Highly efficient, low cost process for the catalytic difluorocarbenation of olefin for pharmaceutical/medicinal and material chemistry.


Fluorination and organofluorination is essential to pharmaceuticals and agrochemicals since fluorine in organic molecules imparts unique properties such as increased lipophilicity, metabolic stability, and permeability of drugs and often results in enhanced biologic activity. An important subclass of organofluorine compounds are 1,1-difluorocyclopropanes, typically prepared by difluorocarbenation (1,1-difluorocyclopropanation) of olefins, showing an enhanced reactivity of cyclopropane rings, that gives rise to a variety of applications.

Unfortunately, current difluorocarbenation methods suffer from distinct disadvantages (e.g. use of toxic heavy metals, high cost), and more commonly an inability to maintain low CF2 concentration results in need for reagent excess and the associated generation of toxic higher perfluoroalkenes upon CF2-recombination. There remains a critical need for novel, efficient, and cost effective difluorocarbenation methods. Almost every industry can benefit from an efficient cost effective method.

Researchers at the University of Hawaii have developed a highly efficient process for the catalytic difluorocarbenation of olefin, resulting in 1,1-difluorocyclopropane. The Catalyst, a novel organobismuth complex, uses the readily available TMSCF3 as a stoichiometric difluorocarbene source. Ease of Catalyst recovery from the reaction mixture is an additional benefit of this method. Furthermore, the key difluorocarbene-generation step proceeds through a bismuth non-redox synchronous mechanism generating minute quantities of a highly reactive free CF2 in an endergonic pre-equilibrium. The reversible difluorocarbene generation is essential for achieving high selectivity and minimizing CF2-recombination side reactions. Thus overcoming the common atom economy disadvantages associated with many of the older difluorocarbenation methods. The university’s cyclable system is both robust and efficient at converting a wide range of alkene and alkyne substrates, including electron poor alkenes, into the corresponding 1,1-difluorocyclopropanes.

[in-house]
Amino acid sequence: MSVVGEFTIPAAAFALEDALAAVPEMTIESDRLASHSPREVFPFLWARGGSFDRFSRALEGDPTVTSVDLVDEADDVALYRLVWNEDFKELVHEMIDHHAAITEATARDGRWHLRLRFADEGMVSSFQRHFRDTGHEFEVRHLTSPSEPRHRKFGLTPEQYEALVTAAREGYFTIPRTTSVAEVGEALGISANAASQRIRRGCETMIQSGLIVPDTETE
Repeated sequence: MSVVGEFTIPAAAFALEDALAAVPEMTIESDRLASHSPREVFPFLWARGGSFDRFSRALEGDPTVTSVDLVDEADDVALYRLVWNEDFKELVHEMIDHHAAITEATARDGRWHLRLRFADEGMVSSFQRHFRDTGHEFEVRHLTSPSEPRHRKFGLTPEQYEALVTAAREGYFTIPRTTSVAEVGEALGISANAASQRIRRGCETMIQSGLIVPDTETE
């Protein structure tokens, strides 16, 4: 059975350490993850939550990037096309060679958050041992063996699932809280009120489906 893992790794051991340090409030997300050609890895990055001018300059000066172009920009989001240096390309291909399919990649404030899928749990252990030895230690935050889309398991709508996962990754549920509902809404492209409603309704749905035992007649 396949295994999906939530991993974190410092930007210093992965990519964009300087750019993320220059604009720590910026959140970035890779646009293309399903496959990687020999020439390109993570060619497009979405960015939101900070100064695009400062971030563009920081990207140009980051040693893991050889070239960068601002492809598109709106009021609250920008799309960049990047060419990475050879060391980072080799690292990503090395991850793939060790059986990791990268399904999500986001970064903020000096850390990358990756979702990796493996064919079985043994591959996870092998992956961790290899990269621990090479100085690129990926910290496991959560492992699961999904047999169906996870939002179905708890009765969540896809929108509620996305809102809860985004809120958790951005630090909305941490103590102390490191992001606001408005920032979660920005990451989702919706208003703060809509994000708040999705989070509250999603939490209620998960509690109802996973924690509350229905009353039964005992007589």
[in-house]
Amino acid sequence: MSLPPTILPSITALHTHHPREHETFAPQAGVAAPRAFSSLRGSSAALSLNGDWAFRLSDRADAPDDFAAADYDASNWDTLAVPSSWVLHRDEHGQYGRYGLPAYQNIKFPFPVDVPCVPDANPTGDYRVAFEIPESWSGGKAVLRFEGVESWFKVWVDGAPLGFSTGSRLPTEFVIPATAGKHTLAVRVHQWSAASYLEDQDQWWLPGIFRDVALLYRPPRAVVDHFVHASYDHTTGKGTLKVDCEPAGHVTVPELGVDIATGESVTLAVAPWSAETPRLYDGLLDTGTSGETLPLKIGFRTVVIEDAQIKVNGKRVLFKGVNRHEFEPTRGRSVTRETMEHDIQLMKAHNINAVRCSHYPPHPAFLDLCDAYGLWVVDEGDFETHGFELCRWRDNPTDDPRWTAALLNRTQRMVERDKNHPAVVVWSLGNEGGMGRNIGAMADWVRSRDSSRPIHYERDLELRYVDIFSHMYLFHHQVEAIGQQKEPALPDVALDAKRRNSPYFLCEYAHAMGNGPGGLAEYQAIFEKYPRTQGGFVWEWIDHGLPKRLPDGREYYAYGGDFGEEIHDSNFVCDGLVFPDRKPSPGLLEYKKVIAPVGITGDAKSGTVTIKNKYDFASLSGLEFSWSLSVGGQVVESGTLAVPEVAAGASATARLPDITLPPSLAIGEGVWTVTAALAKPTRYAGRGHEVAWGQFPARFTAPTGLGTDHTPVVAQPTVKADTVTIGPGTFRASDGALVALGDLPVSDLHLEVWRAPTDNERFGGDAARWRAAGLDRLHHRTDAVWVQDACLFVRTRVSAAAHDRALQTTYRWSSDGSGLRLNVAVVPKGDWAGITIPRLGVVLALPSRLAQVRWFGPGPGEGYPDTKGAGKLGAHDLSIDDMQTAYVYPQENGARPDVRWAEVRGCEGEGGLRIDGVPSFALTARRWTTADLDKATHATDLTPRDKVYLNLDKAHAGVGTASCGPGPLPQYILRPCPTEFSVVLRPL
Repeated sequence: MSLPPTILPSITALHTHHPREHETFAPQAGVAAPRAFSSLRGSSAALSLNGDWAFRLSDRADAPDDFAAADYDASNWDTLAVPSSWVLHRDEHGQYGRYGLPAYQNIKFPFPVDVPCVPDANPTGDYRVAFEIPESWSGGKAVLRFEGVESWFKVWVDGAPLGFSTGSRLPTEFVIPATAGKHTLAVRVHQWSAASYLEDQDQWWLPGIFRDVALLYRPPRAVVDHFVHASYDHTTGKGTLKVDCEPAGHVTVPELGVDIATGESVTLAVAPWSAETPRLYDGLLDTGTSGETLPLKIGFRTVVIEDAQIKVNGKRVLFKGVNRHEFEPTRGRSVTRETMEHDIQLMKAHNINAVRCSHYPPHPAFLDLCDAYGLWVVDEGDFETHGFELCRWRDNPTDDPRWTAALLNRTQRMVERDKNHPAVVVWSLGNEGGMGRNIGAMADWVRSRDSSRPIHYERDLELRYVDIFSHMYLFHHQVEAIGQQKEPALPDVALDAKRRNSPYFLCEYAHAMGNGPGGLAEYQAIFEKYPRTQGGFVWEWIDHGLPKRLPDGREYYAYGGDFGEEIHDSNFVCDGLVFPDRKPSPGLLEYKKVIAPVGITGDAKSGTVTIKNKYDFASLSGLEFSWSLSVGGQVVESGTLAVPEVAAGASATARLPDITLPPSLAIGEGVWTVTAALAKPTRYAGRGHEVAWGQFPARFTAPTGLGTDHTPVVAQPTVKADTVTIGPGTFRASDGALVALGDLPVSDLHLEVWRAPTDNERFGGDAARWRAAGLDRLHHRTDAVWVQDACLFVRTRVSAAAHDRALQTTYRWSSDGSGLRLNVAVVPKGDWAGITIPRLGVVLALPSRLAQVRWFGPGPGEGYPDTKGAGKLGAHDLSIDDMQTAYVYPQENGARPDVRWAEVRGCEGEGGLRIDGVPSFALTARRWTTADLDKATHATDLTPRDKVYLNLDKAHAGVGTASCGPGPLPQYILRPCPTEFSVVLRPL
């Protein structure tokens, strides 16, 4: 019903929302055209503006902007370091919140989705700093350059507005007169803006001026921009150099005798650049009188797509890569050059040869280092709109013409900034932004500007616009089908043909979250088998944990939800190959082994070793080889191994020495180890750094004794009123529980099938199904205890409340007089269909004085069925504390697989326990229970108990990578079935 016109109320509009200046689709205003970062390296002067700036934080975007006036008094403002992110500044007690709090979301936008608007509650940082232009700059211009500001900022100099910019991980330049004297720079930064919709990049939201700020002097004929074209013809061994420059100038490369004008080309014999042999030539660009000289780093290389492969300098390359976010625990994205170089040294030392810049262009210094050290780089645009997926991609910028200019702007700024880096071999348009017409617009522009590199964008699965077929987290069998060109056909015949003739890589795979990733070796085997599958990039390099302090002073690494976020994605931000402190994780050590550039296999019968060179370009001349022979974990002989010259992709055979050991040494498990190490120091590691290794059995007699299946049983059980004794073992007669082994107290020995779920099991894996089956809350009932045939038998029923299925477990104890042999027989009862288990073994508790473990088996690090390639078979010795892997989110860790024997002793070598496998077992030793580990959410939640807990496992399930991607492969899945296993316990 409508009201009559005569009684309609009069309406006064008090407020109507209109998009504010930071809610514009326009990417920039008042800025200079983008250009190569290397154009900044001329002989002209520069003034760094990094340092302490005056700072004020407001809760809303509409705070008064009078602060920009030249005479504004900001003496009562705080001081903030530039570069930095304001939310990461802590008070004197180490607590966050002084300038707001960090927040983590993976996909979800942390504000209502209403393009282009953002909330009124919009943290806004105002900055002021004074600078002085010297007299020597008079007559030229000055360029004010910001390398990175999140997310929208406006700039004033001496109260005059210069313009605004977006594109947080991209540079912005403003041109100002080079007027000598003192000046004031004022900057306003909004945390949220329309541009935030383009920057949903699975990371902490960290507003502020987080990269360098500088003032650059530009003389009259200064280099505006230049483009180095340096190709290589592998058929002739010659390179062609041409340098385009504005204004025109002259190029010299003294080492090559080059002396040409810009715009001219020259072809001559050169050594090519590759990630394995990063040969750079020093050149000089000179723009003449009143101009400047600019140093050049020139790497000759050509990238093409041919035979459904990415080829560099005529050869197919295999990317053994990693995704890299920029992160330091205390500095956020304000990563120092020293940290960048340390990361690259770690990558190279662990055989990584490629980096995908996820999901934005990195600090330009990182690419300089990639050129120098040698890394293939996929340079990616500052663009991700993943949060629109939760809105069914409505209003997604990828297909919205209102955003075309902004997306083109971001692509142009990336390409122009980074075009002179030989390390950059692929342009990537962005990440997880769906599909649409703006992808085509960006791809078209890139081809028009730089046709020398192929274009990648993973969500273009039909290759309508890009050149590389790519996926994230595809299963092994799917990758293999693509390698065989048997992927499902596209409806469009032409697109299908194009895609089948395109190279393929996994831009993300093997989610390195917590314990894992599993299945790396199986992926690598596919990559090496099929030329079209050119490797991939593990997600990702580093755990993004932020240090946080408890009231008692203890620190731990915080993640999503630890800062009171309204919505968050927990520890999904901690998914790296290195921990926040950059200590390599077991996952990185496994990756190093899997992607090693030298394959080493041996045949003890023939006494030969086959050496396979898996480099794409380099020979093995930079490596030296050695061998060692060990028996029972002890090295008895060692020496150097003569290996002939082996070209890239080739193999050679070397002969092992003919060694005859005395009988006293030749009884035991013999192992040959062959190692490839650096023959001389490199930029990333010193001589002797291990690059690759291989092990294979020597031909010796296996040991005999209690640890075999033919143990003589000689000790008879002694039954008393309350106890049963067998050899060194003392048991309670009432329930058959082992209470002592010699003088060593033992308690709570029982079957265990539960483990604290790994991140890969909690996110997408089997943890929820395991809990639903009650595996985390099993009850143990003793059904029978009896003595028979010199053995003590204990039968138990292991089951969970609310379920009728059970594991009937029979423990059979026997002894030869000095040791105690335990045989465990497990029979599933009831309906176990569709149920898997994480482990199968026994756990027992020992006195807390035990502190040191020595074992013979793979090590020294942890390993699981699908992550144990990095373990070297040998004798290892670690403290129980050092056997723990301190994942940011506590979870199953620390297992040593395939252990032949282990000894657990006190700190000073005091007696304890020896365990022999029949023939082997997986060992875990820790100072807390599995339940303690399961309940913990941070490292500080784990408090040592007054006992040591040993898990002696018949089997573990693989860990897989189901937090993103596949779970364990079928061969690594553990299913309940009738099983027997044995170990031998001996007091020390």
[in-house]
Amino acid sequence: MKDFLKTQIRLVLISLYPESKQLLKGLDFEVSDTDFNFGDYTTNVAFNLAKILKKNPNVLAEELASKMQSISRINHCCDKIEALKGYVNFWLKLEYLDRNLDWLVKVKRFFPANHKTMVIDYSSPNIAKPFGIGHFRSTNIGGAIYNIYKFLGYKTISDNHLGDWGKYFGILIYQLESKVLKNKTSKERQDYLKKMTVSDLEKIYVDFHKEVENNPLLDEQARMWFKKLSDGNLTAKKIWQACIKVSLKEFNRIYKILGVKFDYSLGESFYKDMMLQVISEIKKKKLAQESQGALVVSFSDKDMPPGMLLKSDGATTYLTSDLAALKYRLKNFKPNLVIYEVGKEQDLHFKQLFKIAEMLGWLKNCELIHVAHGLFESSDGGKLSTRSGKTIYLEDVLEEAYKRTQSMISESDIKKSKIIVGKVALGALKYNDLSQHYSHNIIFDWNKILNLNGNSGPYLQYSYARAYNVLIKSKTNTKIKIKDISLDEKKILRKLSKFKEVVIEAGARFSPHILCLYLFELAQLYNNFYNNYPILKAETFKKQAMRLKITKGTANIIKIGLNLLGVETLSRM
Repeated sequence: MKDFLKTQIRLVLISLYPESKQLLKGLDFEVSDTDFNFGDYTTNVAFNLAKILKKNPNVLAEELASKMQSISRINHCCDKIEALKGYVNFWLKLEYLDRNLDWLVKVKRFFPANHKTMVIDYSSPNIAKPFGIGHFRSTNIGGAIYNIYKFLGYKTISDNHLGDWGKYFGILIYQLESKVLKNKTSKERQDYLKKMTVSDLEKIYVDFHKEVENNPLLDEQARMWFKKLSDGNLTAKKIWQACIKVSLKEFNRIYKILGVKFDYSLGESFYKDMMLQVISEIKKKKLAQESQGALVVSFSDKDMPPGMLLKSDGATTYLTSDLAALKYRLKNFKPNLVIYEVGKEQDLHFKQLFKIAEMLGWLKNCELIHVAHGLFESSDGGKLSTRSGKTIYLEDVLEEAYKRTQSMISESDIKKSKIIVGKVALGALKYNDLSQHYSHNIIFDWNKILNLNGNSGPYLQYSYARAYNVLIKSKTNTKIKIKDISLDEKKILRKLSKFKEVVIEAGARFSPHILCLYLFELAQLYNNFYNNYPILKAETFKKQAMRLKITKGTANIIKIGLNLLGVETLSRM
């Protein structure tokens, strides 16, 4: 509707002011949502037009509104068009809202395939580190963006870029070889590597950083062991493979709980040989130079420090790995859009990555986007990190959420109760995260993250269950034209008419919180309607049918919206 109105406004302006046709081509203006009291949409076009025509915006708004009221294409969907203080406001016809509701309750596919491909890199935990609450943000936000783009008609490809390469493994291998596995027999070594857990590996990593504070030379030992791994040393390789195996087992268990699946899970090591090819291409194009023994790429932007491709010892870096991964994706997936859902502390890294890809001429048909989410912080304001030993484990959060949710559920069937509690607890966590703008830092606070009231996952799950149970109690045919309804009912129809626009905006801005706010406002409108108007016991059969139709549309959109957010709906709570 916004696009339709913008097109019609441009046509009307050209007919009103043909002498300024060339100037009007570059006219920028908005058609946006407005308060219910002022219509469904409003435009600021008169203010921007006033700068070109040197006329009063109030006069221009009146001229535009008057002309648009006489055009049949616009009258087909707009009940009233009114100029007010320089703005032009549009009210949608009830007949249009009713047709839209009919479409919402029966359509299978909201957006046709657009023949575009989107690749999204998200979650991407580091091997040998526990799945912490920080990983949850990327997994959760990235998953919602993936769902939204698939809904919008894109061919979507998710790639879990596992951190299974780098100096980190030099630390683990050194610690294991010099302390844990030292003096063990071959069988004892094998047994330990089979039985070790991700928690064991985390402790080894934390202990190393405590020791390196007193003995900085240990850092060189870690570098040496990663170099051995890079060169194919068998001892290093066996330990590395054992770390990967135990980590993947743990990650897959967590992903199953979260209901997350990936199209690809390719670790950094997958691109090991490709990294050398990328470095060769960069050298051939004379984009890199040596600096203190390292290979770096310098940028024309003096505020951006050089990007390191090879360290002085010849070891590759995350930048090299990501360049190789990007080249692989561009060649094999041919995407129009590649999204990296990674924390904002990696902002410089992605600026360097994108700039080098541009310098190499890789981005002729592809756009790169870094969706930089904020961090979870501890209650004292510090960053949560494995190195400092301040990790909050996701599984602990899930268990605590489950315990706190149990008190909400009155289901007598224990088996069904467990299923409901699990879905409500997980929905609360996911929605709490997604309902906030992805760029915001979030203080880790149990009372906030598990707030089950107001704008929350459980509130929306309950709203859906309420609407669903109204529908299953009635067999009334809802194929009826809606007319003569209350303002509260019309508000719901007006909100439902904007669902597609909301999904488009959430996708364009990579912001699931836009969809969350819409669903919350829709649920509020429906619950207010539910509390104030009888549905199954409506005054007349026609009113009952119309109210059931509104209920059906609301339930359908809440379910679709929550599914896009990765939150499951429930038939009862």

The method has industrial advantages since it is very effective in regards to reagent (TMSCF3, only 1.2 equivalent is needed), which is safe and a relatively inexpensive source of CF2 with TMSF being the only byproduct. Additionally, bismuth-based reagents are an attractive alternative to heavy main group counterparts due to their benign and environmentally friendly (non-toxic) nature. Furthermore, the unique mechanism of this system prevents high consumption of the reagent (which can reach up to 7 equivalents) and formation of potentially dangerous (toxic, explosive perfluoroalkenes).

Further details:
Louis-Goff et al. https://chemrxiv.org/articles/preprint/The_Stabilizing_Effect_of_Pre-Equilibria_A_Trifluoromethyl_Complex_as_CF2_Reservoir_in_Catalytic_Olefin_Difluorocarbenation/13424117

Key Benefits

Low cost
Environmentally friendly (no additives are needed)
Wide substrate range, including electron poor alkenes
Highly reagent-efficient process
Demonstrated on 20 substrates, yields up 99%
Easily recyclable catalyst (recovery up to 97%)
Reversible CF2 generation process


Olefin difluorocarbenatation
Pharmaceuticals / Medicinal Chemistry
Increased Drug Lipiphilicity
Metabolic Stability Elevation
Heightened Drug Permeability
Enhanced Drug Biological Activity
Materials Chemistry

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